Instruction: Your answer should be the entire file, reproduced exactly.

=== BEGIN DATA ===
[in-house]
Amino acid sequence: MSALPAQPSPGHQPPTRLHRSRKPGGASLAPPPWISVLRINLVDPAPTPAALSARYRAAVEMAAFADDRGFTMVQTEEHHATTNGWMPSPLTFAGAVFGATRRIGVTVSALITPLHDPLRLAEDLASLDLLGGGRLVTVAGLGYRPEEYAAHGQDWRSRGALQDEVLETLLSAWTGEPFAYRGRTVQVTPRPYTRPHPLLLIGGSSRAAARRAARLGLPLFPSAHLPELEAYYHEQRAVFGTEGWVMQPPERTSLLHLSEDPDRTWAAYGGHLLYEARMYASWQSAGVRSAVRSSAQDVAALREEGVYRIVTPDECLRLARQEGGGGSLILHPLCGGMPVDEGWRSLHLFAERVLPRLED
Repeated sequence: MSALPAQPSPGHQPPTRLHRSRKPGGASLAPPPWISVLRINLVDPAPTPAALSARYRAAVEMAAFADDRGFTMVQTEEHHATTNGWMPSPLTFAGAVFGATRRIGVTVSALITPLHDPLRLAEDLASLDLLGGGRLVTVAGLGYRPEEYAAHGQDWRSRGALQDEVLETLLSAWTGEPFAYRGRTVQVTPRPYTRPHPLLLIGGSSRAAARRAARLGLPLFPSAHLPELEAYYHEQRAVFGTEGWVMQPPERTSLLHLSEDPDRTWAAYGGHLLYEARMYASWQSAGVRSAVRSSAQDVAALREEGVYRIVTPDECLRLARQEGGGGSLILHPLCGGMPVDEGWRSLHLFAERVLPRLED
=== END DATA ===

[in-house]
Amino acid sequence: MSALPAQPSPGHQPPTRLHRSRKPGGASLAPPPWISVLRINLVDPAPTPAALSARYRAAVEMAAFADDRGFTMVQTEEHHATTNGWMPSPLTFAGAVFGATRRIGVTVSALITPLHDPLRLAEDLASLDLLGGGRLVTVAGLGYRPEEYAAHGQDWRSRGALQDEVLETLLSAWTGEPFAYRGRTVQVTPRPYTRPHPLLLIGGSSRAAARRAARLGLPLFPSAHLPELEAYYHEQRAVFGTEGWVMQPPERTSLLHLSEDPDRTWAAYGGHLLYEARMYASWQSAGVRSAVRSSAQDVAALREEGVYRIVTPDECLRLARQEGGGGSLILHPLCGGMPVDEGWRSLHLFAERVLPRLED
Repeated sequence: MSALPAQPSPGHQPPTRLHRSRKPGGASLAPPPWISVLRINLVDPAPTPAALSARYRAAVEMAAFADDRGFTMVQTEEHHATTNGWMPSPLTFAGAVFGATRRIGVTVSALITPLHDPLRLAEDLASLDLLGGGRLVTVAGLGYRPEEYAAHGQDWRSRGALQDEVLETLLSAWTGEPFAYRGRTVQVTPRPYTRPHPLLLIGGSSRAAARRAARLGLPLFPSAHLPELEAYYHEQRAVFGTEGWVMQPPERTSLLHLSEDPDRTWAAYGGHLLYEARMYASWQSAGVRSAVRSSAQDVAALREEGVYRIVTPDECLRLARQEGGGGSLILHPLCGGMPVDEGWRSLHLFAERVLPRLED